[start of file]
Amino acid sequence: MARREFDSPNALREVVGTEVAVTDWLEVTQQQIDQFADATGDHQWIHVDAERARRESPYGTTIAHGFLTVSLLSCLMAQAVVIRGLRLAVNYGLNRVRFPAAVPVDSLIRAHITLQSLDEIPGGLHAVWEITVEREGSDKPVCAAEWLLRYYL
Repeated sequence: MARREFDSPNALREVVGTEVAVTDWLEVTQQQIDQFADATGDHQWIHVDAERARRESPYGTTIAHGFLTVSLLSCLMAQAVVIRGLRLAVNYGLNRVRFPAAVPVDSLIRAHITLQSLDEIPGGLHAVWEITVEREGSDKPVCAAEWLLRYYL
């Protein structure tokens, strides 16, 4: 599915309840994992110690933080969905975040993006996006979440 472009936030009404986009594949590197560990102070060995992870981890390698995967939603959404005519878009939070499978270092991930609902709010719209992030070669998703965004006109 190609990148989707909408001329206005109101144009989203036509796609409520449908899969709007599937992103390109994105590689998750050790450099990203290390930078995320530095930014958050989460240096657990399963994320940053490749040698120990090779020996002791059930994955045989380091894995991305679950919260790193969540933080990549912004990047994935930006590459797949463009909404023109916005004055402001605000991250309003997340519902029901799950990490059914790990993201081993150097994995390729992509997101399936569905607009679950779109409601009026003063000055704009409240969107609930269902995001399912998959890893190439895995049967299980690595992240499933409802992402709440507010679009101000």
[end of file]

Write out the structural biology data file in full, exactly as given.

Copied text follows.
Amino acid sequence: MARREFDSPNALREVVGTEVAVTDWLEVTQQQIDQFADATGDHQWIHVDAERARRESPYGTTIAHGFLTVSLLSCLMAQAVVIRGLRLAVNYGLNRVRFPAAVPVDSLIRAHITLQSLDEIPGGLHAVWEITVEREGSDKPVCAAEWLLRYYL
Repeated sequence: MARREFDSPNALREVVGTEVAVTDWLEVTQQQIDQFADATGDHQWIHVDAERARRESPYGTTIAHGFLTVSLLSCLMAQAVVIRGLRLAVNYGLNRVRFPAAVPVDSLIRAHITLQSLDEIPGGLHAVWEITVEREGSDKPVCAAEWLLRYYL
């Protein structure tokens, strides 16, 4: 599915309840994992110690933080969905975040993006996006979440 472009936030009404986009594949590197560990102070060995992870981890390698995967939603959404005519878009939070499978270092991930609902709010719209992030070669998703965004006109 190609990148989707909408001329206005109101144009989203036509796609409520449908899969709007599937992103390109994105590689998750050790450099990203290390930078995320530095930014958050989460240096657990399963994320940053490749040698120990090779020996002791059930994955045989380091894995991305679950919260790193969540933080990549912004990047994935930006590459797949463009909404023109916005004055402001605000991250309003997340519902029901799950990490059914790990993201081993150097994995390729992509997101399936569905607009679950779109409601009026003063000055704009409240969107609930269902995001399912998959890893190439895995049967299980690595992240499933409802992402709440507010679009101000």